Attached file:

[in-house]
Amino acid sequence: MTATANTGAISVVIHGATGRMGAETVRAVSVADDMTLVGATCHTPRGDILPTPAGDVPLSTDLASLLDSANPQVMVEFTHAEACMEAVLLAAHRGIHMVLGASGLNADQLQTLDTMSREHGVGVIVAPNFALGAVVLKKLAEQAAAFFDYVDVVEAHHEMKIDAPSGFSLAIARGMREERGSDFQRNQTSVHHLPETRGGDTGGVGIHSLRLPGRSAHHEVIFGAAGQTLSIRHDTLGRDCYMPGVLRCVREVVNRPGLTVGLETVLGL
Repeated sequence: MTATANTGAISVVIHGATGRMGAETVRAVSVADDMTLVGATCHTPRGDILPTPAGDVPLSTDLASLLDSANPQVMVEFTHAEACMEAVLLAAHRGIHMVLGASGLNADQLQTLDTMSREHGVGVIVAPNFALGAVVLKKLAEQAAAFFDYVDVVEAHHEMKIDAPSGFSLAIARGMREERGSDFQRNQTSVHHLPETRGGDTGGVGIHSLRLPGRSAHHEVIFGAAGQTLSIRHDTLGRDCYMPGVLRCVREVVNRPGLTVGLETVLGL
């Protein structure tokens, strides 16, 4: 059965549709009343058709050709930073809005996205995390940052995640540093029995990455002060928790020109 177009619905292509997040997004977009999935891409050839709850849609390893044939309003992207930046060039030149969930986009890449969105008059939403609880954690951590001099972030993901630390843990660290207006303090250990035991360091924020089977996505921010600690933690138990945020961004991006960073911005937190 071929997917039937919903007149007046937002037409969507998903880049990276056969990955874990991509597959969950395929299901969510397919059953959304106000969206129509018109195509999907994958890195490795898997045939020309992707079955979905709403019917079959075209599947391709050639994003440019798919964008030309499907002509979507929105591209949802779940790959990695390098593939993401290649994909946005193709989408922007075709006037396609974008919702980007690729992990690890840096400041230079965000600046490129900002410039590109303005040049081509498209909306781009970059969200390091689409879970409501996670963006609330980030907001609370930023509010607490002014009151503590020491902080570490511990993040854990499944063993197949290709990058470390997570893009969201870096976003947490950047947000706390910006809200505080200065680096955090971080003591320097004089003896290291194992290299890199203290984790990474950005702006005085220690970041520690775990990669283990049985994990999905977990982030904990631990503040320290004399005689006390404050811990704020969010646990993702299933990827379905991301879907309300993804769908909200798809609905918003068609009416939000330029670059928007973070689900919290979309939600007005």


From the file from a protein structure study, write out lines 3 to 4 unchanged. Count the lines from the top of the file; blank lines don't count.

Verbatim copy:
Repeated sequence: MTATANTGAISVVIHGATGRMGAETVRAVSVADDMTLVGATCHTPRGDILPTPAGDVPLSTDLASLLDSANPQVMVEFTHAEACMEAVLLAAHRGIHMVLGASGLNADQLQTLDTMSREHGVGVIVAPNFALGAVVLKKLAEQAAAFFDYVDVVEAHHEMKIDAPSGFSLAIARGMREERGSDFQRNQTSVHHLPETRGGDTGGVGIHSLRLPGRSAHHEVIFGAAGQTLSIRHDTLGRDCYMPGVLRCVREVVNRPGLTVGLETVLGL
């Protein structure tokens, strides 16, 4: 059965549709009343058709050709930073809005996205995390940052995640540093029995990455002060928790020109 177009619905292509997040997004977009999935891409050839709850849609390893044939309003992207930046060039030149969930986009890449969105008059939403609880954690951590001099972030993901630390843990660290207006303090250990035991360091924020089977996505921010600690933690138990945020961004991006960073911005937190 071929997917039937919903007149007046937002037409969507998903880049990276056969990955874990991509597959969950395929299901969510397919059953959304106000969206129509018109195509999907994958890195490795898997045939020309992707079955979905709403019917079959075209599947391709050639994003440019798919964008030309499907002509979507929105591209949802779940790959990695390098593939993401290649994909946005193709989408922007075709006037396609974008919702980007690729992990690890840096400041230079965000600046490129900002410039590109303005040049081509498209909306781009970059969200390091689409879970409501996670963006609330980030907001609370930023509010607490002014009151503590020491902080570490511990993040854990499944063993197949290709990058470390997570893009969201870096976003947490950047947000706390910006809200505080200065680096955090971080003591320097004089003896290291194992290299890199203290984790990474950005702006005085220690970041520690775990990669283990049985994990999905977990982030904990631990503040320290004399005689006390404050811990704020969010646990993702299933990827379905991301879907309300993804769908909200798809609905918003068609009416939000330029670059928007973070689900919290979309939600007005």